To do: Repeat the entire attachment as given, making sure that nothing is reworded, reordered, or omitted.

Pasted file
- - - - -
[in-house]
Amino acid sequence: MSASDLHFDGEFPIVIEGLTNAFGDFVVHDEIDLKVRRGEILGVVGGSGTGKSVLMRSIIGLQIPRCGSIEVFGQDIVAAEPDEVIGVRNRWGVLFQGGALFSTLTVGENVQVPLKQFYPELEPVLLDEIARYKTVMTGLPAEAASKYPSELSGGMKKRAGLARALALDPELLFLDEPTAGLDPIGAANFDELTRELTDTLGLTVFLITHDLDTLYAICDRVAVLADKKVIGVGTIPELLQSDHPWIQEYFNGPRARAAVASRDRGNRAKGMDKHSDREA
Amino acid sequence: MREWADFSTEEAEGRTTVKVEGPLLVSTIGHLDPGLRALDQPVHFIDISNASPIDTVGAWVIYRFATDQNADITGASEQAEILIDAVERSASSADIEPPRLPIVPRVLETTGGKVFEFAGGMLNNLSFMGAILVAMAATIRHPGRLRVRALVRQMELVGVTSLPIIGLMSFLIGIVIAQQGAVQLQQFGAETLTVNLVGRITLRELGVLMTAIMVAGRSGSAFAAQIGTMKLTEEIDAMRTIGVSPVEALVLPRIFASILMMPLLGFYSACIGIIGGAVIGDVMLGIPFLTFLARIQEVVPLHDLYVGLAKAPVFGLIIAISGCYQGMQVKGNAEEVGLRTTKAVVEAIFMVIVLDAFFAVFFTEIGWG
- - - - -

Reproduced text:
[in-house]
Amino acid sequence: MSASDLHFDGEFPIVIEGLTNAFGDFVVHDEIDLKVRRGEILGVVGGSGTGKSVLMRSIIGLQIPRCGSIEVFGQDIVAAEPDEVIGVRNRWGVLFQGGALFSTLTVGENVQVPLKQFYPELEPVLLDEIARYKTVMTGLPAEAASKYPSELSGGMKKRAGLARALALDPELLFLDEPTAGLDPIGAANFDELTRELTDTLGLTVFLITHDLDTLYAICDRVAVLADKKVIGVGTIPELLQSDHPWIQEYFNGPRARAAVASRDRGNRAKGMDKHSDREA
Amino acid sequence: MREWADFSTEEAEGRTTVKVEGPLLVSTIGHLDPGLRALDQPVHFIDISNASPIDTVGAWVIYRFATDQNADITGASEQAEILIDAVERSASSADIEPPRLPIVPRVLETTGGKVFEFAGGMLNNLSFMGAILVAMAATIRHPGRLRVRALVRQMELVGVTSLPIIGLMSFLIGIVIAQQGAVQLQQFGAETLTVNLVGRITLRELGVLMTAIMVAGRSGSAFAAQIGTMKLTEEIDAMRTIGVSPVEALVLPRIFASILMMPLLGFYSACIGIIGGAVIGDVMLGIPFLTFLARIQEVVPLHDLYVGLAKAPVFGLIIAISGCYQGMQVKGNAEEVGLRTTKAVVEAIFMVIVLDAFFAVFFTEIGWG